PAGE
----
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House of Commons Hansard #194 of the 41st Parliament, 1st Session. (The original version is on Parliament's site.) The word of the day was information.

Topics

Aboriginal AffairsOral Questions

11:50 a.m.

NDP

Jean Crowder NDP Nanaimo—Cowichan, BC

Mr. Speaker, in January the Prime Minister promised to work with first nations and to consult with them before introducing any policy changes. He broke that promise with unilateral changes to the Indian Act in Bill C-45.

On December 10, grassroots organizers of Idle No More will be gathering outside the constituency office of the Prime Minister, demanding more accountability from the government.

During these education funding negotiations, will the minister commit to a clear, open and honest process?

Aboriginal AffairsOral Questions

11:50 a.m.

Kenora Ontario

Conservative

Greg Rickford ConservativeParliamentary Secretary to the Minister of Aboriginal Affairs and Northern Development

Mr. Speaker, since 2010, the minister has visited more than 50 first nation communities and has had hundreds of productive meetings with chiefs, councils and aboriginal community members across Canada. In fact, we conduct over 5,000 consultations with first nations every year. Our government respects its duty to consult and, where appropriate, to accommodate first nations.

We will continue to work with first nations to create the conditions for stronger first nation communities.

National DefenceOral Questions

11:50 a.m.

Conservative

Ted Opitz Conservative Etobicoke Centre, ON

Mr. Speaker, our reserve members play an integral part in the missions that Canada asks the Canadian armed forces to take part in. As a former reserve commanding officer, I can tell the House that reservists must be treated fairly and equitably, and be provided the best care and support when they are injured serving Canada.

The ombudsman had recommended that the accidental dismemberment insurance plan be amended to ensure equity between regular and reserve force members. The minister committed to moving quickly on this issue.

Can he provide the House with an update on this very important matter?

National DefenceOral Questions

11:55 a.m.

Central Nova Nova Scotia

Conservative

Peter MacKay ConservativeMinister of National Defence

Mr. Speaker, I thank the member for Etobicoke Centre for his service both as a soldier and parliamentarian.

Our government continues to improve programs designed to support our ill and injured military personnel and their families. As I indicated to the House, our government committed to ending the inequities between regular and reserve force members in cases of accidental dismemberment. This has now been done. We will be improving the accidental dismemberment program so that reservists who accidentally lose a limb will receive the same compensation as a regular force member.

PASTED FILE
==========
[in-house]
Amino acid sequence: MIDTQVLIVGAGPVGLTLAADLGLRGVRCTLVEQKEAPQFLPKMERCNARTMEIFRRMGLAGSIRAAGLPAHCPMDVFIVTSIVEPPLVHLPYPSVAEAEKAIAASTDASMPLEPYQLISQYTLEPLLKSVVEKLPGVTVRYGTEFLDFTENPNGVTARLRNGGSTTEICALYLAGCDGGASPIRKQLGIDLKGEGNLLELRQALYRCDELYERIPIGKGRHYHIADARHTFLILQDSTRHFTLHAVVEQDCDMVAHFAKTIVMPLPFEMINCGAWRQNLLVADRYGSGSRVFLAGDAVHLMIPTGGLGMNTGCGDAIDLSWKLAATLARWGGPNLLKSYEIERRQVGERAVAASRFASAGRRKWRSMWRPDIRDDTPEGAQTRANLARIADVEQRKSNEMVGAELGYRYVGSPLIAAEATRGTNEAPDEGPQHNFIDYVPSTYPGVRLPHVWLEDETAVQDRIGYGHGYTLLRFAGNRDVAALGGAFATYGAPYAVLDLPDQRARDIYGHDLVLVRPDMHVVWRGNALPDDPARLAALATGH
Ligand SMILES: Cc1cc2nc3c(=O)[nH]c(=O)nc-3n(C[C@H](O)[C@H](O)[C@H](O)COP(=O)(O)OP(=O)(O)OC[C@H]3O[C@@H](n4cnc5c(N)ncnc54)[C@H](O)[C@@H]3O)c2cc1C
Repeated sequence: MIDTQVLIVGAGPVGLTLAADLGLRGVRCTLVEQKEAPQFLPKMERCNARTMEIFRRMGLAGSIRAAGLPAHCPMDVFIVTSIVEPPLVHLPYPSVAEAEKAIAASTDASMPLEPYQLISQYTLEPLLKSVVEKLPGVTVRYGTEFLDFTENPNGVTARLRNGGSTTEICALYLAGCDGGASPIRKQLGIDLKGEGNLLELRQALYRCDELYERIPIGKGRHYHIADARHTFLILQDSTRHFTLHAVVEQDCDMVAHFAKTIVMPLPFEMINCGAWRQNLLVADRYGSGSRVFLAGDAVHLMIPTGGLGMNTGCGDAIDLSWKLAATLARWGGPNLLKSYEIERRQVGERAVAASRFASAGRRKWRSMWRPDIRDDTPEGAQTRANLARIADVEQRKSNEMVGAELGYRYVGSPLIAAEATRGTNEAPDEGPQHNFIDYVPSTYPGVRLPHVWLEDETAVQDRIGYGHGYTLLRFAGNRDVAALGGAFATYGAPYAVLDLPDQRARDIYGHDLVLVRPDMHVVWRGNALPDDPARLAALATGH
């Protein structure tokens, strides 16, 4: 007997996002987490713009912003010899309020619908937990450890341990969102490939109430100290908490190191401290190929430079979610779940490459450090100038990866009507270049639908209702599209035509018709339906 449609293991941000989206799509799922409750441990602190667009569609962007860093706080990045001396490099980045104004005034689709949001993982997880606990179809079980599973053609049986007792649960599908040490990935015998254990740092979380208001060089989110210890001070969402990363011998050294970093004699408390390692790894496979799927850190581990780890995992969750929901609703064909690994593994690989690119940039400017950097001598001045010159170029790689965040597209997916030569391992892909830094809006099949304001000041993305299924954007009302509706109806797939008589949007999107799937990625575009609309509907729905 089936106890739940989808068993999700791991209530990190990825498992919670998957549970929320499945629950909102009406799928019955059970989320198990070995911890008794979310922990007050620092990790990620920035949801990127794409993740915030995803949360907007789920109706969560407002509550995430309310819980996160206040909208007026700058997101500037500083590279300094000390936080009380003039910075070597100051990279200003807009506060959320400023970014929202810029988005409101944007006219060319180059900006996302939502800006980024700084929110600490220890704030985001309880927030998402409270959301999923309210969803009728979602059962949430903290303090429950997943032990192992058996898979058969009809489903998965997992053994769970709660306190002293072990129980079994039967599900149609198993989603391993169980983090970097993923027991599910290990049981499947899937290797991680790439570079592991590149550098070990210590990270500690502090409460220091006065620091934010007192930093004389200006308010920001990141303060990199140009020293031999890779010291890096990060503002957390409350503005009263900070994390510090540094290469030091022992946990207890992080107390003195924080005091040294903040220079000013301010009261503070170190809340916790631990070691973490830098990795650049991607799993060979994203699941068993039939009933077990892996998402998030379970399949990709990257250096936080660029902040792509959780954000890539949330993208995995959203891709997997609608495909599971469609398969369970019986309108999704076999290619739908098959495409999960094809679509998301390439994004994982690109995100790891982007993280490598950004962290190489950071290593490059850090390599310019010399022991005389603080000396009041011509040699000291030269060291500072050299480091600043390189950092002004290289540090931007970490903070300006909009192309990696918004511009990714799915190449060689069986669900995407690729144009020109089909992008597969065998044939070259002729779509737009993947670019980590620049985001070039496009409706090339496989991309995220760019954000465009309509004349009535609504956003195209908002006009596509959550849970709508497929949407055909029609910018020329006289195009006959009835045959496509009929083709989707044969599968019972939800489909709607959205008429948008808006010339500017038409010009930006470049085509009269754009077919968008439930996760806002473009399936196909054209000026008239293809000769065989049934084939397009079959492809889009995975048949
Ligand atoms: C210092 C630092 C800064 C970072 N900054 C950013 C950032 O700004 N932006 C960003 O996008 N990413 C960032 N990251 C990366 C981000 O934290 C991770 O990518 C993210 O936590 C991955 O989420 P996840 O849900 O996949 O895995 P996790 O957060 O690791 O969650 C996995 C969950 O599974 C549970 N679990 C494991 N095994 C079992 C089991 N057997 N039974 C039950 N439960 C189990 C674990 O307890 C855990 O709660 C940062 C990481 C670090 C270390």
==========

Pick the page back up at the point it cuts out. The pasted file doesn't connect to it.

This measure furthers progress toward fair and equitable treatment of reservists, who play such an important role in the defence of our country. It shows the tangible progress made on the ombudsman's report.

National DefenceOral Questions

11:55 a.m.

Liberal

John McKay Liberal Scarborough—Guildwood, ON

Mr. Speaker, it is amazing that the Minister of National Defence can actually get out of his seat.

The KPMG report will say that the costs of the F-35 are far closer to $40 billion than $15 billion, which is what the Prime Minister and the Minister of National Defence spun during the election. The Conservative government staunchly maintained that the F-35 was the only fifth generation plane available. For five years, the Liberal Party has been asking for an open, fair and transparent competition.

The Minister of National Defence has had multiple occasions today to stand up and do the honourable thing and resign. Instead, we got PS gibberish.

Will the Prime Minister do the right thing and put this minister out of his misery and fire him?

National DefenceOral Questions

11:55 a.m.

Lotbinière—Chutes-de-la-Chaudière Québec

Conservative

Jacques Gourde ConservativeParliamentary Secretary to the Minister of Public Works and Government Services

Mr. Speaker, we are determined to follow through with our seven-point plan and with our thorough and transparent process to replace Canada's aging CF-18 fleet. The government will update the public before the House recesses.

EmploymentOral Questions

11:55 a.m.

NDP

Jinny Sims NDP Newton—North Delta, BC

Mr. Speaker, this month, another 60 temporary foreign workers will arrive in Northern B.C. despite an ongoing court challenge to the visas.

It has been three years since the Auditor General identified serious problems with the temporary foreign worker program. Yet, the Conservatives are still mismanaging this file and Canadian jobs are still being given away.

The minister claims that the program is finally under review. Will she stop the issuing of the visas and tell Canadians who is involved in this so-called review?

EmploymentOral Questions

11:55 a.m.

Haldimand—Norfolk Ontario

Conservative

Diane Finley ConservativeMinister of Human Resources and Skills Development

Mr. Speaker, quite frankly, issuing visas is not within the purview of the Human Resources and Skills Development Department. That happens over at Citizenship and Immigration Canada. That is just for clarity for the hon. member.

We are concerned that the system is not doing what we want it to do, namely to make sure that Canadians get first crack at every job in Canada. That is our goal and that is why we are working with the EI system and the TFW system to make sure that Canadians are aware of jobs that are available in their skill area within their geography. We want to help Canadians.